• CreateDynamicSet – creates a IEnumerable<dynamic> for a several rows. The headers are the property names as before.
  • CompareDynamicInstance (to table) – this compares a instance of a object you send to the method to a table. The table is parsed using the CreateDynamicInstance–method as above.
  • CompareDynamicSet – and finally you can compare a set of object to a table. The table is parsed using the CreateDynamicSet method as above.
So, I have tried to use the same conventions as the one used in the SpecFlow.Assist helpers;
  • Spaces can be used in table headers but are removed in property values (“Birth Date” becomes “BirthDate” for example)
  • I uppercase every new word even though it’s not like that in the table. So “Birth date” in the table header becomes “BirthDate” on the dynamic object
I also added a convention of my own that has to do with types on the dynamic object. I try to parse types from the values in the table in this order:
  • First try to parse it as a DateTime
  • Then as a Integer
  • Then as a Double
  • And as a fall back I use a string
I wanted to do this to be able to do some more safe comparisons etc.
Challenges and solutions in the implementation
Creating object properties from header strings
One of the first tricks I learned about is the ExpandoObject. By reading up on this I learned a lot about how dynamics actually works.

First – the keyword “dynamic” only means “don’t do compile-time checking for this variable, it will work in runtime”. Nothing more.

Secondly - the base class for a lot of the cool the stuff in System.Dynamics – DynamicObject – is simply a wrapper that gives you the possibility to trap exceptions for when you are accessing members not present on the current object. So if I have written:

   1: dynamic a = new MyDynamicObject(); 
   2: a.Name = "Marcus";

I’m simply telling the compiler to let me write anything on the “a” object reference. So it swallows the ‘a.Name = “Marcus”’ statement without complaining.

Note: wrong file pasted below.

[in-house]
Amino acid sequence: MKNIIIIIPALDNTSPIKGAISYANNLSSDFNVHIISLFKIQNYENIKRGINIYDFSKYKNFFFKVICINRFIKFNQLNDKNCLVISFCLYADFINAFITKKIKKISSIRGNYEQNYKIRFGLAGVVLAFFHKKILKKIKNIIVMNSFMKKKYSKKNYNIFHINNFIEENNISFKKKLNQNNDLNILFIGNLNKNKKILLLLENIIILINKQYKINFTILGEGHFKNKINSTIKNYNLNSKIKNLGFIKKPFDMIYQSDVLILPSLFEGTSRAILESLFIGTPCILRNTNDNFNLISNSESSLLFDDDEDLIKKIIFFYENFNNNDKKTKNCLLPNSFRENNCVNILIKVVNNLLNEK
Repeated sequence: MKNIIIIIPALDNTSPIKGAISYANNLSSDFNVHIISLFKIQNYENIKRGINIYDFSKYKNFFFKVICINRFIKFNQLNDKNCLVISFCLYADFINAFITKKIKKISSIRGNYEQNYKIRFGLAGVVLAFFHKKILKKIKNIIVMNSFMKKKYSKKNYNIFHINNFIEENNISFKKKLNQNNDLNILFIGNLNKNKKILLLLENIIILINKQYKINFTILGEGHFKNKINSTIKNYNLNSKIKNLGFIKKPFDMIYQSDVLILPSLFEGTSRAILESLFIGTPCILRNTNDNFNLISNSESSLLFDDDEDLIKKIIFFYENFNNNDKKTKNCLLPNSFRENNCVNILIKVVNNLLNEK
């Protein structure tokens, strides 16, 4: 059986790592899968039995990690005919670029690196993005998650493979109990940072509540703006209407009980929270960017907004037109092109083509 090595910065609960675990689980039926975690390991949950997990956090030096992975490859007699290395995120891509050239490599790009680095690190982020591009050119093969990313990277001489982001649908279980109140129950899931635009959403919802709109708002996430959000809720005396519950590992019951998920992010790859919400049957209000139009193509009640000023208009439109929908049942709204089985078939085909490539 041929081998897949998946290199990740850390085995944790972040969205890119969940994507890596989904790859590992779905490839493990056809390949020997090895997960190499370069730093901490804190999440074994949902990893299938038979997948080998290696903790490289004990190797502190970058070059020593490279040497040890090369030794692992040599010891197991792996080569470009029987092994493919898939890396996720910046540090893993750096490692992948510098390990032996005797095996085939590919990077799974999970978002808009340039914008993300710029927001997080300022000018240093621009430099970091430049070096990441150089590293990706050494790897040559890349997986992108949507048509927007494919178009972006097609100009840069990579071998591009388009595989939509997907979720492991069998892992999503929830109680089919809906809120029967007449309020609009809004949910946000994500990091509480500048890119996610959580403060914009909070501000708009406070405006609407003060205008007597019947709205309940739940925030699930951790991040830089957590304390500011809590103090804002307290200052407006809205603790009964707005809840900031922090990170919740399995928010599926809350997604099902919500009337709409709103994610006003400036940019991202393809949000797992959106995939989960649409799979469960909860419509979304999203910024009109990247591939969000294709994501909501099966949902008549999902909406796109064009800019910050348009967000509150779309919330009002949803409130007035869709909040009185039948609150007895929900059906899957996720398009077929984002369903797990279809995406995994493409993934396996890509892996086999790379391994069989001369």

In order to handle that I can write this simple class, inheriting from DynamicObject:

   1: public class MyDynamicObject : DynamicObject 
   2: {
   3:     public override bool TryGetMember(GetMemberBinder binder, out object result)
   4:     {
   5:         return base.TryGetMember(binder, out result);
   6:     }  
   7: }

In the TryGetMember override I can handle access to any member and do something more useful than to crash with a “Member not defined”.

And that’s exactly what ExpandoObject does. It simply stores all the members, and their value, that you access into an internal IDictionary<string, object>. In fact you can even cast an ExpandoObject into a Dictionary<string, object> and insert your members that way.

And that’s how I insert new dynamic properties and their values from each table row. Like this:

   1: private static ExpandoObject CreateDynamicInstance(TableRow tablerow)
   2: {
   3:     dynamic expando = new ExpandoObject();
   4:     var dicExpando = expando as IDictionary<string, object>;
   5:  
   6:     foreach (var header in tablerow.Keys)
   7:     {
   8:         var propName = CreatePropertyName(header);
   9:         var propValue = CreateTypedValue(tablerow[header]);
  10:         dicExpando.Add(propName, propValue);
  11:     }
  12:  
  13:     return expando;
  14: }
Comparing dynamic objects
One problem that almost stumped me was how to compare dynamic instances. There is no way to check which properties a dynamic instance has. … In the .NET framework. … That I know of.

But I found the Impromptu Interface project (and NuGet package). It does a lot of marvelous and strange things but I used it to GetMemberNames. That’s a static method that take an object and returns a list of it’s members.

And there’s also a method that invoke methods on any object by name – InvokeSet(object, memberName).

Combining these two made it a lot easier to write the comparisons methods for dynamic instances and sets.
Reflection
But it was also around this place (having to take a dependency on ImpromtuInterface) that I realized that my solution might be the wrong one. I’m wondering if I might have been closer to a pure “dynamic by the book” solution if I had done a class inheriting from DynamicObject called DynamicSpecFlowTable. In that class I could easier and cleaner have handle how properties are set and comparisions done…

Well it works fine now. I’ll keep it like this.
The future

Actually I would not like to have this NuGet package. I would rather see this included in the SpecFlow main source. But as for now that means that SpecFlow needs to take a dependency on ImpromtuInterface and that’s probably not what they want.

So this has been my training ground for a small adventure in dynamic-land. I’ve enjoyed it. I hope you do too.

Published by Marcus Hammarberg on Last updated